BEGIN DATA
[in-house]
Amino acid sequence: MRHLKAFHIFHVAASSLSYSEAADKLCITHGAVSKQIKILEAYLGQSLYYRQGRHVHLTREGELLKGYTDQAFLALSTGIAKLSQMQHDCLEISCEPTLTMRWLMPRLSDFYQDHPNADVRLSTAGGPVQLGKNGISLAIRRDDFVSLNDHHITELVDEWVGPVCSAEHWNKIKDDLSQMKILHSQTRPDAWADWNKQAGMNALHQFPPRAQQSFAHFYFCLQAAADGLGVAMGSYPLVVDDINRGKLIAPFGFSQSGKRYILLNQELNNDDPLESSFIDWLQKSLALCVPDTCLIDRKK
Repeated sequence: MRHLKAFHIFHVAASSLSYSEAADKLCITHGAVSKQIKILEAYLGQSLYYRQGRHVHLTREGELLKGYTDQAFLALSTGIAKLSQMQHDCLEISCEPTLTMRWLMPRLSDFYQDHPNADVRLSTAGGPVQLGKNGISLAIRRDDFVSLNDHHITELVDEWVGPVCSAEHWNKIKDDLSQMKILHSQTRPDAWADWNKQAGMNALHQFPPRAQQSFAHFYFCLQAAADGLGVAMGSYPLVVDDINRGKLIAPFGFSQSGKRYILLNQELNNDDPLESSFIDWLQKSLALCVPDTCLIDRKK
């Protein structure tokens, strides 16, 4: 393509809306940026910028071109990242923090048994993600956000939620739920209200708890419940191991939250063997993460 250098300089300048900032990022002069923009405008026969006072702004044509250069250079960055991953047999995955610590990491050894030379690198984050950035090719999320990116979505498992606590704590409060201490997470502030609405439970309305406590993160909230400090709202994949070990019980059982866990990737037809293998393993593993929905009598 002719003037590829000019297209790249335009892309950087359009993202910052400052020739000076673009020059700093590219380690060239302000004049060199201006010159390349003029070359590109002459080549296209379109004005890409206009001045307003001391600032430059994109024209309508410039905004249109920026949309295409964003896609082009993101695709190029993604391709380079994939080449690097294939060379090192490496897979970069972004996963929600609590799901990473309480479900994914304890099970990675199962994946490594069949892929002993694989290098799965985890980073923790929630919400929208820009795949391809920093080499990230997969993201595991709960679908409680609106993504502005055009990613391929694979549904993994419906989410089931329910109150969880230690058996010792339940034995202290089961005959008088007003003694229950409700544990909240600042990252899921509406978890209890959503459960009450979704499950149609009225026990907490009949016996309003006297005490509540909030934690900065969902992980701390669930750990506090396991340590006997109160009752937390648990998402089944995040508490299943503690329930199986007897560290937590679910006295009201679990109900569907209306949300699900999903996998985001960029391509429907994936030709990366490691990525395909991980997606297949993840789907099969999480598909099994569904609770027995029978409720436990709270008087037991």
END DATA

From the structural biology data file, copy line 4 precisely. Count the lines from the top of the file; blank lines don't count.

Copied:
């Protein structure tokens, strides 16, 4: 393509809306940026910028071109990242923090048994993600956000939620739920209200708890419940191991939250063997993460 250098300089300048900032990022002069923009405008026969006072702004044509250069250079960055991953047999995955610590990491050894030379690198984050950035090719999320990116979505498992606590704590409060201490997470502030609405439970309305406590993160909230400090709202994949070990019980059982866990990737037809293998393993593993929905009598 002719003037590829000019297209790249335009892309950087359009993202910052400052020739000076673009020059700093590219380690060239302000004049060199201006010159390349003029070359590109002459080549296209379109004005890409206009001045307003001391600032430059994109024209309508410039905004249109920026949309295409964003896609082009993101695709190029993604391709380079994939080449690097294939060379090192490496897979970069972004996963929600609590799901990473309480479900994914304890099970990675199962994946490594069949892929002993694989290098799965985890980073923790929630919400929208820009795949391809920093080499990230997969993201595991709960679908409680609106993504502005055009990613391929694979549904993994419906989410089931329910109150969880230690058996010792339940034995202290089961005959008088007003003694229950409700544990909240600042990252899921509406978890209890959503459960009450979704499950149609009225026990907490009949016996309003006297005490509540909030934690900065969902992980701390669930750990506090396991340590006997109160009752937390648990998402089944995040508490299943503690329930199986007897560290937590679910006295009201679990109900569907209306949300699900999903996998985001960029391509429907994936030709990366490691990525395909991980997606297949993840789907099969999480598909099994569904609770027995029978409720436990709270008087037991």